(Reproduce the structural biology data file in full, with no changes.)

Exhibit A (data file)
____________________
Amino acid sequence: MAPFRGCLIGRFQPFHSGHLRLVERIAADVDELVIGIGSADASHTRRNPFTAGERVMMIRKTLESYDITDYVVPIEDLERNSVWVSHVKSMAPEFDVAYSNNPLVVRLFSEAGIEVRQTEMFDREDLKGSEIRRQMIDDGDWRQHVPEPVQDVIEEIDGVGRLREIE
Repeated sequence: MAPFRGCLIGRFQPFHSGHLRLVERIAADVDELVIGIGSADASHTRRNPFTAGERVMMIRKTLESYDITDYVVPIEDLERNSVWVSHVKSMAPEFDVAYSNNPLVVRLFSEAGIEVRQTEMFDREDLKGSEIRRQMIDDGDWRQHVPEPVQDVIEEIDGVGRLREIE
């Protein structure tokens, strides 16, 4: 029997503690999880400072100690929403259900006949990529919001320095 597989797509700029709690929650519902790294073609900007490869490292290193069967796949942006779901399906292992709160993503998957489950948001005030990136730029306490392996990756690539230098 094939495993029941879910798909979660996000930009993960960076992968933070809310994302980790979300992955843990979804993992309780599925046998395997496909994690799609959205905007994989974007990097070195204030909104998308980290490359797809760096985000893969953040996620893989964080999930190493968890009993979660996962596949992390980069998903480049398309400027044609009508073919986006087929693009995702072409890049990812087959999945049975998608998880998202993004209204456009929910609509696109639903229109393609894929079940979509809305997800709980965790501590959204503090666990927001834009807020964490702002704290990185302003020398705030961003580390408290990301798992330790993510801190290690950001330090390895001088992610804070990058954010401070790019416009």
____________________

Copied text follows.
Amino acid sequence: MAPFRGCLIGRFQPFHSGHLRLVERIAADVDELVIGIGSADASHTRRNPFTAGERVMMIRKTLESYDITDYVVPIEDLERNSVWVSHVKSMAPEFDVAYSNNPLVVRLFSEAGIEVRQTEMFDREDLKGSEIRRQMIDDGDWRQHVPEPVQDVIEEIDGVGRLREIE
Repeated sequence: MAPFRGCLIGRFQPFHSGHLRLVERIAADVDELVIGIGSADASHTRRNPFTAGERVMMIRKTLESYDITDYVVPIEDLERNSVWVSHVKSMAPEFDVAYSNNPLVVRLFSEAGIEVRQTEMFDREDLKGSEIRRQMIDDGDWRQHVPEPVQDVIEEIDGVGRLREIE
């Protein structure tokens, strides 16, 4: 029997503690999880400072100690929403259900006949990529919001320095 597989797509700029709690929650519902790294073609900007490869490292290193069967796949942006779901399906292992709160993503998957489950948001005030990136730029306490392996990756690539230098 094939495993029941879910798909979660996000930009993960960076992968933070809310994302980790979300992955843990979804993992309780599925046998395997496909994690799609959205905007994989974007990097070195204030909104998308980290490359797809760096985000893969953040996620893989964080999930190493968890009993979660996962596949992390980069998903480049398309400027044609009508073919986006087929693009995702072409890049990812087959999945049975998608998880998202993004209204456009929910609509696109639903229109393609894929079940979509809305997800709980965790501590959204503090666990927001834009807020964490702002704290990185302003020398705030961003580390408290990301798992330790993510801190290690950001330090390895001088992610804070990058954010401070790019416009």